Wednesday, October 12, 2016

FCC 15.247 (c) 2 Smart Antenna Systems - Powering Line-of-Site Aeronautical Communications

The FCC issued Report and Order 04-165 on July 12, 2004.  The Smart Antenna System (SAS), capable of forming multiple antenna beams, forged a pathway to frequency reuse and ultimately powers the unlicensed air-to-ground networks being developed by SmartSky Networks and Gogo.  A review of the FCC 15-247 offers an understanding of an overall system architecture and performance estimates.
15.247 allows antennas with a single beam greater than 6 dBi for fixed, Point to Point (P2P) systems. The term "fixed" includes both the ends of the link, precluding P2P use of a "high gain" antenna for mobile devices. A high gain antenna is needed to boost the range of a mobile service, and that is only possible with a smart antenna system.

From the Report and Order:
Systems employing advanced antenna designs such as sectorized antennas and phased array adaptive antennas are now being used, or contemplated for use, as a part of wide area network systems operating in the 2.4 GHz band.  
Sectorized antenna systems take a traditional omnidirectional coverage area and subdivide it into fixed sectors that are each covered using a single beam or antenna element to transmit desired information to all devices in the sector.  
A smart antenna system must be capable of multiple transmit beams.  Under 15.247, the SAS is restricted to the 2.4 GHz band.  Mobile devices are allowed. Different information is sent to different receivers.

A phased array antenna system has directional gain along one or more beams. Typically all the antenna elements are applied to create the beam.

A sectorized antenna system is an aggregation of several antenna systems, each dedicated to cover a specific sector.  A sectorized antenna system uses only the elements applicable to a given sector.

Spatial multiplexing (multiple in - multiple out, MIMO) is another system that uses parallel spatial streams (2x2, 3x3, 4x4) offering higher throughput in the presence of multipath and with multiple receive antennas.  This technology is not utilized with long-range comms, where one high gain beam is used to reach a given device. 

from Emission Test Procedures for 802.11 Devices, FCC OET, 2005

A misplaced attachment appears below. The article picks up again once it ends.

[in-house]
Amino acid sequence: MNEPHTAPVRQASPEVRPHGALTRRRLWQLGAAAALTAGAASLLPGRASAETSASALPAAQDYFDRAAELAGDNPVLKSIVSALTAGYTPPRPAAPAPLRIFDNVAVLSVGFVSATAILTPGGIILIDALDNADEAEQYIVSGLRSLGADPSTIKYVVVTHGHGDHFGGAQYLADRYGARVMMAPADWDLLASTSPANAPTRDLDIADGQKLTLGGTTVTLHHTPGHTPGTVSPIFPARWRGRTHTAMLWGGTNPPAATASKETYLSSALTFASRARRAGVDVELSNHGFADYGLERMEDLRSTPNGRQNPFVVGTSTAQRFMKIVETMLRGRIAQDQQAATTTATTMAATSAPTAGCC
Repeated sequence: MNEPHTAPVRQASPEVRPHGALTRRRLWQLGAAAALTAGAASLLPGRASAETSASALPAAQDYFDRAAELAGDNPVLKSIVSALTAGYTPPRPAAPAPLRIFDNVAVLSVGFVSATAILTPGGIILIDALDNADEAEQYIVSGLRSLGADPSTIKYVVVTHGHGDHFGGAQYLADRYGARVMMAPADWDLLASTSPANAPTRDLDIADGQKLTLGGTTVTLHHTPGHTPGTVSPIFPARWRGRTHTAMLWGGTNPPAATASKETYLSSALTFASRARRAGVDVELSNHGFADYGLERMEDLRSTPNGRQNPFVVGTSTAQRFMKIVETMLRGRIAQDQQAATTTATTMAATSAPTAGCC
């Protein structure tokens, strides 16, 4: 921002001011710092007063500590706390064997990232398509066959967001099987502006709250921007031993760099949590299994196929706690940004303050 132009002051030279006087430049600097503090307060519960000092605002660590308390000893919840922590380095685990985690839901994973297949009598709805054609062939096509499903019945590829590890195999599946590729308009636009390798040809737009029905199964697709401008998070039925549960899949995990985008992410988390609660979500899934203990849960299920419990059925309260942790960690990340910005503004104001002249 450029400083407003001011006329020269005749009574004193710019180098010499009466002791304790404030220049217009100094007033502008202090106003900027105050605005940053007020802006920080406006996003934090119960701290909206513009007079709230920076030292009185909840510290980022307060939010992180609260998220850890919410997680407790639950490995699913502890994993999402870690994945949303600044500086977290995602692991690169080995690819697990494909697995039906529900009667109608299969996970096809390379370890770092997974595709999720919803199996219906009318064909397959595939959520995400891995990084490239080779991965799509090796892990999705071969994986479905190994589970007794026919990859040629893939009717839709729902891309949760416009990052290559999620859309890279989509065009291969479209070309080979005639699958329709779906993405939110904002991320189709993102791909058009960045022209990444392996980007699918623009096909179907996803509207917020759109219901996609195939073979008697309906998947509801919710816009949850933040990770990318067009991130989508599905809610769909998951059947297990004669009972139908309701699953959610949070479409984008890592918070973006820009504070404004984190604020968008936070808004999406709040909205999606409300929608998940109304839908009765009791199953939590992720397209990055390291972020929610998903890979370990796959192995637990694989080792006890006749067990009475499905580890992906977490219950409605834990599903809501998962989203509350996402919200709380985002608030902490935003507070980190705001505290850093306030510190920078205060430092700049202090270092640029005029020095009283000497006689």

Beams from a SAS are presumed to operate without overlap.  Any areas of overlap may require a reduction in power to ensure collective emissions are compliant.  In the figure below, two beams are formed to support two different users.  The sidelobes from each beam overlap, but that combination may not result in excessive interference, unlike when the boresite beams overlap.  Typically six beams are provided for any given frequency channel, with the potential of hundreds of beams.

from Smart Antenna for Cellular Mobile Communication, RK Jain, Sumit Katiyar and NK Agrawal, 2011 

Transmit power must be decreased one dB for every three dB above a standard 6 dBi antenna when using a SAS.  The baseline limit is 0 dBW (one Watt) using a six dBi antenna.  When using a 30 dBi antenna, power would be limited to -8 dBW (or about 0.16 Watts).

A single SAS may have as many as six independent beams each operating at "full power" for a given frequency.  Any additional beams will require overall reductions in aggregate carriers to maintain a constant collective transmit output power eight dB above a full power single beam.

15.247 (e) expresses a conducted power spectral density limitation of 8 dBm in 3 kHz.  That equates to about one Watt at 450 kHz and has no limitation in the candidate applications.

Harris Air-to-Ground System

Read more about the Harris FCC grants


Harris has been awarded a grant for a remote radio head (RRH) to be used with a smart antenna system, in this case an eight element phased array with a boresite gain of about 29 dBi.

Harris also has been awarded  a grant for an airborne radio (ABR).  The ABR uses multiple antennas with gain up to 6 dBi (Tx, Rx) and one Rx antenna with a gain estimated to be about 13 dBi.

SmartSky Networks plans to deploy the Harris Air-to-Ground system to service aircraft.  A set of RRH installations would create a cellular-like network.  A given aircraft may be in range of one or more RRH installations.

Each RRH can operate channels using one of four modulations.  The bandwidth on the forward channel (to the aircraft) is about 28 MHz.  Two 9 MHz channels take 20 MHz.  Alternatively, five 4.5 MHz channels take 24.5 MHz. The remainder and unused channel space is used for either 540 or 900 kHz channels.

QPSK modulation provides spectral efficiency of 1-2.  Assuming QPSK is best case.  A link budget would confirm - Harris did not have to provide one.  LTE waveform performance may vary considerable from what is currently envisioned.

Remote Radio Head (RRH) Test Report 1 Harris

From QPSK, assuming spectral efficiency of 1.5, then:
  • 9    MHz channel yields about 14    Mbps
  • 4.5 MHz channel yields about   7    Mbps
  • 900 kHz channel yields about    1.4 Mbps
  • 540 kHz channel yields about    0.8 Mbps 
Running the possible combinations of channels to fill the entire 28 MHz allocation yields about 40 Mbps.

Taking it up six-fold (per RRH) would yield about 240 Mbps, spread over 6-300 beams, each from 0.8-28 Mbps.

Operating unfavorably (more noise, farther away) may diminish throughputs by a factor of two or more.

If assuming a composite of 100-250 Mbps per RRH, 200 access points would aggregate 20-50 Gbps (forward channel).  Assuming a similar amount from the return channel would create a total of about 40-100 Gbps (200 RRH for CONUS).